I hope they stab them - not enough to kill them - just before they hang them.
I hope the hanging is public and covered by the media. Uncensored.
I hope you know it happens in parts of India as well. Google it.
February 04, 2010
soniye, mahiya, kudiye, ranjana, soneya, heeriye
Will you kindly also stop using:
hadippa, balle balle, gal, tennu, menu, sadda, tvada, oho, aha
Will you please quit:
fake overdone Punjabi accents for all characters, scenes of lehlehate fields of sunflowers, tractors, bright gaudy silk clothes for background dancers, calling all grandmothers "bebe", calling all children "puttar"
Will you please understand that the following are not mandatory:
a bhangra song, an aged grandmother, dumb happy sardars
And will you kindly:
Do something to undo the wrongs you've done to the people of Punjab by portraying them all to be so dumb and loud (come on, even the frikkin' stars of the movies are loud and dumb)**, realise other states exist, realise that state identity is losing its damn significance anyway (especially when you make cool-hip-oh-so-urban movies), give up on singing the damn glories of khets
No, really. I know Punjab rocks. I know the people out there rock. I know they overflow with kindness, happiness, love, generosity and every virtue anyone ever invented. I know they all sing wonderfully, and dance amazingly, and are the most shiny and beautiful people God ever created. I know that they all supposedly have gore gaal, kaale baal and neeli aankhen - all part of our endearingly racist idea of love and beauty - and they can fall in lowe and express it like no one else. I know the parents are our favourite metaphor of the coconut - tough outside, soft inside, yada yada. I know the fathers are strict, the mothers are confidantes, the fathers come around, the parents are cool. I know lowe is a once-in-a-lifetime thing. I know now that if you're Punjabi, you can see a woman's face for the first time and know you're in lowe with her (something that I thought happens only on Orkut). And what's more, the world and its cousins will conspire to help you get her. With a bhangra, a shaadi song, a baraat song, a sangeet song, a khet song, a mother's song and a dosti song somewhere in the middle. And when that picture of Punjabi perfection finally falls into your arms, I know you that tu tvadi jind odi baahon vich bitaana chahida hai. I know everything.
Now that you know that I know, will you please get over it?
Thanks a lot.***
*YRF, Karan Johar, Imtiaz Ali (you're cute dude, but there's a limit) - I mean you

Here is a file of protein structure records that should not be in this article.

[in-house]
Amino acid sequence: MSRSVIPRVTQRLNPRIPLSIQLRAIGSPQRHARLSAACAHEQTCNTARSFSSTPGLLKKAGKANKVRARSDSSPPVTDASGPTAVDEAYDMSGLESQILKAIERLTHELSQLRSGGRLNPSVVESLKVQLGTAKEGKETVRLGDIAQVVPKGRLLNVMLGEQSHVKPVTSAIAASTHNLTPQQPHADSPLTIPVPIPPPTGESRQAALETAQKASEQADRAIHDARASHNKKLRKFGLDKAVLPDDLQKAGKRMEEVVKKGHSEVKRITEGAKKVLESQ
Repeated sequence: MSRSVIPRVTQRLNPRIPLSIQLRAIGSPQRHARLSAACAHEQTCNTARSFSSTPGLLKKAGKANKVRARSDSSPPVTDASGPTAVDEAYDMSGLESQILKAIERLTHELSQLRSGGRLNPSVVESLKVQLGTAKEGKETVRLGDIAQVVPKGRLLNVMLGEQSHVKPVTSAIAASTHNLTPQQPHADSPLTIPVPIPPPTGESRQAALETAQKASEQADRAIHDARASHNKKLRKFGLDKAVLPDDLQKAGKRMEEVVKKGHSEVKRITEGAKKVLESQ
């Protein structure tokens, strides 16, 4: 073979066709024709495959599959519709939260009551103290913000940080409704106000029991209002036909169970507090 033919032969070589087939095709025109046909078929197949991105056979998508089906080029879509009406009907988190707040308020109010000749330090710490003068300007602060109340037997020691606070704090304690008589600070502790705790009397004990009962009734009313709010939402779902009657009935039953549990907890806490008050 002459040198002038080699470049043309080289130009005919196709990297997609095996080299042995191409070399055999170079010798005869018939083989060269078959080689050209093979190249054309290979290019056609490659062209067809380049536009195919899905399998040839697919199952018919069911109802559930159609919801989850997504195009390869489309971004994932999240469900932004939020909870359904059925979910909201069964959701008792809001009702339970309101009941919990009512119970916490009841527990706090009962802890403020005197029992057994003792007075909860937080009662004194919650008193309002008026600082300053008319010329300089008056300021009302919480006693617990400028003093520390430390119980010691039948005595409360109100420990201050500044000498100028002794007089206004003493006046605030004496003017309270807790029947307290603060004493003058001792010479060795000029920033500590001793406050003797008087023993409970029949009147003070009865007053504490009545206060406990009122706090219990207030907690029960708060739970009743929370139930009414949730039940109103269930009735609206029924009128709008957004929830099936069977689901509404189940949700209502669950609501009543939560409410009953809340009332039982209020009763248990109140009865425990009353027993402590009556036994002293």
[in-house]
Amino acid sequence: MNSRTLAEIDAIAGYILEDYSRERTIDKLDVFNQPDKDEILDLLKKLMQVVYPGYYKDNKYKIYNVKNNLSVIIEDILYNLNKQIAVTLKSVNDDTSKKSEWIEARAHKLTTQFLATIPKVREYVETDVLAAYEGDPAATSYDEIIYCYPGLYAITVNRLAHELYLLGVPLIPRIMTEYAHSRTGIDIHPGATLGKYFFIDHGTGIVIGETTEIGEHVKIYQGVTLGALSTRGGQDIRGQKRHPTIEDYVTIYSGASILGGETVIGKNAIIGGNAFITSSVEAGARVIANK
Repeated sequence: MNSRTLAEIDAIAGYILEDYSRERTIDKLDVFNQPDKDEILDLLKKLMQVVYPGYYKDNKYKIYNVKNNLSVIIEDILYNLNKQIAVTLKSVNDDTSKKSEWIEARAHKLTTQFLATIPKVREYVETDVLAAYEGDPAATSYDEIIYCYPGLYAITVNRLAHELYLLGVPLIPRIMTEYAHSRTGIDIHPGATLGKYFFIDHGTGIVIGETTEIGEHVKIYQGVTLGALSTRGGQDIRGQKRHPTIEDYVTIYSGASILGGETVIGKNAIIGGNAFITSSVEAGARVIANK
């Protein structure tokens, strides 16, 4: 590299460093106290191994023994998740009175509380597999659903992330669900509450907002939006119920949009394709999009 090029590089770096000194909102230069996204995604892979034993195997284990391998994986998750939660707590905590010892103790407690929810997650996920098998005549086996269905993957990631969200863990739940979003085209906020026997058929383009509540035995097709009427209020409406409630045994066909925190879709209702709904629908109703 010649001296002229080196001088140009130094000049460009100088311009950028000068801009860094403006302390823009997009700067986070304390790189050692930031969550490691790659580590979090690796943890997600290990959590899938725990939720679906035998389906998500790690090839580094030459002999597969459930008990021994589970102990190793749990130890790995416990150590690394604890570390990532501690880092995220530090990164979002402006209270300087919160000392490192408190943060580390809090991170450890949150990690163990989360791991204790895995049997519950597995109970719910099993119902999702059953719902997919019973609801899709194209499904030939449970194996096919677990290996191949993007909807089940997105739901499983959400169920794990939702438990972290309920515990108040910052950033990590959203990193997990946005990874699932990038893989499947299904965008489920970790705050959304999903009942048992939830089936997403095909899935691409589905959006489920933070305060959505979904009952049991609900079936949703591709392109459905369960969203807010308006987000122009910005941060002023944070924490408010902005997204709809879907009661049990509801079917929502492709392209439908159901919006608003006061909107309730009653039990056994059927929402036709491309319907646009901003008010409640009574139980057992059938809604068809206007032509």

**Come to think of it, I actually know very few smart and quiet ones. Do you?
***Ashutosh Gowariker, I appreciate you casting Harman Baweja as a guy called Yogesh Patel - he's a Yogesh Patel from head to toe, no doubt - but next time, could you do it in a good movie? :)
Updated to add:
Dear Hard Kaur,
When you do that thing -appearing on screen all of a sudden, punching your fists in the air and putting on that mean-girl expression- my eyes and ears fight over who will explode first. Invariably, though, my brain wins.
Dear Gulzar, Prasoon Joshi & Amitabh Bhattacharya,
Why are grandfathers in such short supply? I mean, we seem to have a surplus of grandmothers - where're the grandpas?
January 17, 2010
Human Resource Development Minister Kapil Sibal’s education reforms for Class 10 board exams are indeed visionary. But caution has to be exercised that urban middle class children are not pampered into thinking that anything that causes ‘stress’ is evil and should be attacked and, worse, not be even attempted.
Encouraging students to abuse their teachers, hate their books, throw metaphorical tomatoes at all centres of excellence is to encourage an illiterate lumpen rage against anything that isn’t dumbed down to the shocking level of intellectual nothingness that we seem to be comforted by these days. If our children cannot use proper grammar, if they cannot spell, if they are unable to sit for examinations, if they are unable to speak a language correctly, if they are unable to study because they are turned off by stress, if they are led to believe that all effort is a waste of time, is this the kind of generation we want to rear as future citizens? Saraswati is a gentle goddess. Maybe we need to change our mode of worship, but let's not disrespect her.Yet, at the core of the film is a dark and troubling cynicism about the future of India’s young. The technicolour fun and games conceals a destructive anger and a condescending disdain for all those across India who may be aspiring to join centres of excellence or study or teach in them. The incredible popularity of the film shows that as a nation we are in no mood to study and are delighted that idiocy is at last legitimate.
(Read the full article - it's about 3 Idiots - here.)
What troubles me about this is that the opinion is saying, "Yes the education system needs reforms but as students you shouldn't be asking for them."
Or "Ask for them, but nicely"? I'm a little foggy about what the article is supposed to mean.